The good news about fat loss is that billions of dollars are being spent on research and development in this area. However, there is bad news, as well. Millions of years of evolution are fighting against that research. These years of evolution have made the body very efficient at processing and using food, but it is all aimed at survival. Our bodies are programmed to store fat for survival.
In prehistoric times food was not always readily available, so the body had to become adept at storing energy for future needs. Often times a large animal would be killed for food and due to lack of storage capability the food had to be eaten, or go to waste. This massive influx of calories had to be stored for future needs, since it could be a long period of time before the next feast.
The body quickly recognized the easy processing of simple carbohydrates for energy. The protein needs of the body could easily be met by the meat eaten and then the protein could be excreted or converted for fat storage. Fats were very important for long term energy needs. When nomads traveled hundreds of miles between food gathering sites they needed lots of fats to fuel the aerobic energy cycle. The carbohydrates derived from fruits and grains were used for immediate energy needs and then any excess was converted for fat storage.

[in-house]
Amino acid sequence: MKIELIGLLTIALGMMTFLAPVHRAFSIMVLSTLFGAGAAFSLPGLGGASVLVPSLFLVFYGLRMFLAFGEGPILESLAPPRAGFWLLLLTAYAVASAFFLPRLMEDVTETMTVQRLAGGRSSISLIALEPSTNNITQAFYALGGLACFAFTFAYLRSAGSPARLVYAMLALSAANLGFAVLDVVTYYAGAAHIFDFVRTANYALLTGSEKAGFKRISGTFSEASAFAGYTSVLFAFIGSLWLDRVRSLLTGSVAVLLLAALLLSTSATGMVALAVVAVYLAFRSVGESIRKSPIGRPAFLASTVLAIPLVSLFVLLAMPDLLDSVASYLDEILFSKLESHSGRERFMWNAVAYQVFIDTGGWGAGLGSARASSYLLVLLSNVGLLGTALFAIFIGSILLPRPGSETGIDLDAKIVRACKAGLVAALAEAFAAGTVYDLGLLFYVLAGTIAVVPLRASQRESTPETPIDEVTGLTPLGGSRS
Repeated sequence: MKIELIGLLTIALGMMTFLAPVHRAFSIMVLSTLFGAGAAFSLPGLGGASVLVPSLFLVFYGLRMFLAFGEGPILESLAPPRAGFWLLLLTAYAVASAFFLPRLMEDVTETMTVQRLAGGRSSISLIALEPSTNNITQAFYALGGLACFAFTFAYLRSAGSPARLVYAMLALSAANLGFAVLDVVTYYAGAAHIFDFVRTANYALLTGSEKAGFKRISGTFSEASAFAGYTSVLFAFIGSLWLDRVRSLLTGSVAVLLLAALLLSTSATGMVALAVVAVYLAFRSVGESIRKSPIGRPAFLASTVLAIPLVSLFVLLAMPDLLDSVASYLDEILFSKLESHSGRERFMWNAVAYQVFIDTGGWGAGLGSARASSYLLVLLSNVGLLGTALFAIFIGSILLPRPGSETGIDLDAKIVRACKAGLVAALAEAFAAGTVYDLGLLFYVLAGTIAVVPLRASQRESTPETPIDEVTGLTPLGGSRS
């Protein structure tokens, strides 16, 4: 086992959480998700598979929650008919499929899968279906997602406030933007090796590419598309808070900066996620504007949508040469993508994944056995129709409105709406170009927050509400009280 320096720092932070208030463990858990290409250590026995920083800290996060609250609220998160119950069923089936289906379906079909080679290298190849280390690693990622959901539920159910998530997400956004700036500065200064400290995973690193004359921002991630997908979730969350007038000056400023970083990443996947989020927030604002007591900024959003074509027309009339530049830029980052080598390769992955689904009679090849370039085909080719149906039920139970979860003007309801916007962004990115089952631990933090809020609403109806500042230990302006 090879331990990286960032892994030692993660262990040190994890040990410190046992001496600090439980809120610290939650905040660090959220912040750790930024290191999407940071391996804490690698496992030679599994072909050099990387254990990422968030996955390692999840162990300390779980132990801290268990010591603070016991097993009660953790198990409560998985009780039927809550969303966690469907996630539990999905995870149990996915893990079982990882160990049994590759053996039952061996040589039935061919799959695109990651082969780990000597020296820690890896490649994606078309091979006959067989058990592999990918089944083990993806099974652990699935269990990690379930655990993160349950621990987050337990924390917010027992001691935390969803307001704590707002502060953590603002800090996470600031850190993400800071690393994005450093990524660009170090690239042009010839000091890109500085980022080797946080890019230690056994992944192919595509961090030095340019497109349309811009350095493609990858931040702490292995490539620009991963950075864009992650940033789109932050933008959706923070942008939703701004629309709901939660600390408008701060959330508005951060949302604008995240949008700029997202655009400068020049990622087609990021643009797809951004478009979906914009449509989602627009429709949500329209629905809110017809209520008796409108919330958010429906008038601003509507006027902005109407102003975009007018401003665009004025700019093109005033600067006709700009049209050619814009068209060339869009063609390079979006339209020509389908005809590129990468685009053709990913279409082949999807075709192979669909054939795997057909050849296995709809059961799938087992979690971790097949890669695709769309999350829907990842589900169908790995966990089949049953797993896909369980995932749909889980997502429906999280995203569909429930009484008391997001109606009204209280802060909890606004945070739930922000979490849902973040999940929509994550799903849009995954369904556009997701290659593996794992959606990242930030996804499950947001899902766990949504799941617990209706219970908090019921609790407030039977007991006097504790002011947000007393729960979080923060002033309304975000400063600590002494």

This system of storage was very efficient in times of feast or famine. It provided the energy needed to travel and hunt for food until the next feeding occurred. Unfortunately, today we do not need to hunt for our food and food is plentiful. Our bodies, however, have not adapted with this new change. We still store excess energy for future needs, even though we seldom enter a starvation state.
Another factor of this evolutionary development is the starvation effect. The body, striving for that survival again, slows the metabolic rate way down when it senses a reduction in calories or the start of a period of starvation. This reduces the amount of calories burned at rest, and even during activity. This was just another step in the survival chain to make sure there would be enough stored energy to meet future needs. Unfortunately, this makes the traditional diet difficult.
A calorie reduction diet works against this genetic preconditioning that has been developed over millions of years. Once you reduce your caloric intake your metabolism slows down to match it. It is simple survival. Even increasing activity, at least initially, is affected by this ingrained process. The common reaction to the slow down in metabolism is to reduce the calories further, which kicks the starvation response into overdrive, lowering the metabolic rate to rock bottom and reducing energy levels to prevent further calorie wasting.
Dieting is a billion dollar industry with products and research backed by science. However, fat storage is a deep-seated process backed by millions of years of evolution. This is not to say that fat loss is impossible, or should not be your goal, but simply to put in perspective the struggle we all face when it comes to long term success.